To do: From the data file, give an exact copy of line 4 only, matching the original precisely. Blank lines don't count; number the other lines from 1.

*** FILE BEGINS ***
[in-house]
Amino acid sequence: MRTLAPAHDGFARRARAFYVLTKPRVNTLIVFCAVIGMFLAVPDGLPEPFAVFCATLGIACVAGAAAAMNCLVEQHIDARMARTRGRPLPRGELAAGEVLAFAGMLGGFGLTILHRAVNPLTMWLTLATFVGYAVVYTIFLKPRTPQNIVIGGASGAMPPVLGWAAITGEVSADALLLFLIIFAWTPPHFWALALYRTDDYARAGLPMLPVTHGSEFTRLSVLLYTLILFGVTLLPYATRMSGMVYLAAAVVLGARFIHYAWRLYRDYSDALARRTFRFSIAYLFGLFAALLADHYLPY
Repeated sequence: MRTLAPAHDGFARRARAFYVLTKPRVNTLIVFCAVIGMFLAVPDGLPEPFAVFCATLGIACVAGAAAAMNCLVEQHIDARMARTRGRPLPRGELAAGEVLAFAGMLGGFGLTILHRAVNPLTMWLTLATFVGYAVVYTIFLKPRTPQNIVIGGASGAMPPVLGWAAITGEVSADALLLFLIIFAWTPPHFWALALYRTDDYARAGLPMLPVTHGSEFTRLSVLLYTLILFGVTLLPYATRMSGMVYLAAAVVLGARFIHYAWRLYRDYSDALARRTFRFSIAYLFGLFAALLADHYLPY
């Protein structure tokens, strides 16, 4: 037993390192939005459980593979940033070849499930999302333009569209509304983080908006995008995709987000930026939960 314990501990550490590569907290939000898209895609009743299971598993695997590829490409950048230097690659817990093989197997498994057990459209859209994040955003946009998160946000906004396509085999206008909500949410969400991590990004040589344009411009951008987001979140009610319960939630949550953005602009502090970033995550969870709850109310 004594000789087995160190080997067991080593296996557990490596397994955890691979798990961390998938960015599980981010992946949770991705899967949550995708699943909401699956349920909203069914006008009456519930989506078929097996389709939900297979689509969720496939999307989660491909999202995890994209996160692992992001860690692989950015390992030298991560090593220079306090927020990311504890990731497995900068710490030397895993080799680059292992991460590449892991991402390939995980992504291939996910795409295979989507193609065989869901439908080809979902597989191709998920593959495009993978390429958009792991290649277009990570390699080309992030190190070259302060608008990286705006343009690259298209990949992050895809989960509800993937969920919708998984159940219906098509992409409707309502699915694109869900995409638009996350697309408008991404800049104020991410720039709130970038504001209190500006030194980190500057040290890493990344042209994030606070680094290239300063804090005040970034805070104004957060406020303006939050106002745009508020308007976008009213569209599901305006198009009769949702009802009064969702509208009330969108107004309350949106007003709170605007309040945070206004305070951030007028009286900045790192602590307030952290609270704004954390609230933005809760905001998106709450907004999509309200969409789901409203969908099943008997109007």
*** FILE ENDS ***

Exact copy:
């Protein structure tokens, strides 16, 4: 037993390192939005459980593979940033070849499930999302333009569209509304983080908006995008995709987000930026939960 314990501990550490590569907290939000898209895609009743299971598993695997590829490409950048230097690659817990093989197997498994057990459209859209994040955003946009998160946000906004396509085999206008909500949410969400991590990004040589344009411009951008987001979140009610319960939630949550953005602009502090970033995550969870709850109310 004594000789087995160190080997067991080593296996557990490596397994955890691979798990961390998938960015599980981010992946949770991705899967949550995708699943909401699956349920909203069914006008009456519930989506078929097996389709939900297979689509969720496939999307989660491909999202995890994209996160692992992001860690692989950015390992030298991560090593220079306090927020990311504890990731497995900068710490030397895993080799680059292992991460590449892991991402390939995980992504291939996910795409295979989507193609065989869901439908080809979902597989191709998920593959495009993978390429958009792991290649277009990570390699080309992030190190070259302060608008990286705006343009690259298209990949992050895809989960509800993937969920919708998984159940219906098509992409409707309502699915694109869900995409638009996350697309408008991404800049104020991410720039709130970038504001209190500006030194980190500057040290890493990344042209994030606070680094290239300063804090005040970034805070104004957060406020303006939050106002745009508020308007976008009213569209599901305006198009009769949702009802009064969702509208009330969108107004309350949106007003709170605007309040945070206004305070951030007028009286900045790192602590307030952290609270704004954390609230933005809760905001998106709450907004999509309200969409789901409203969908099943008997109007």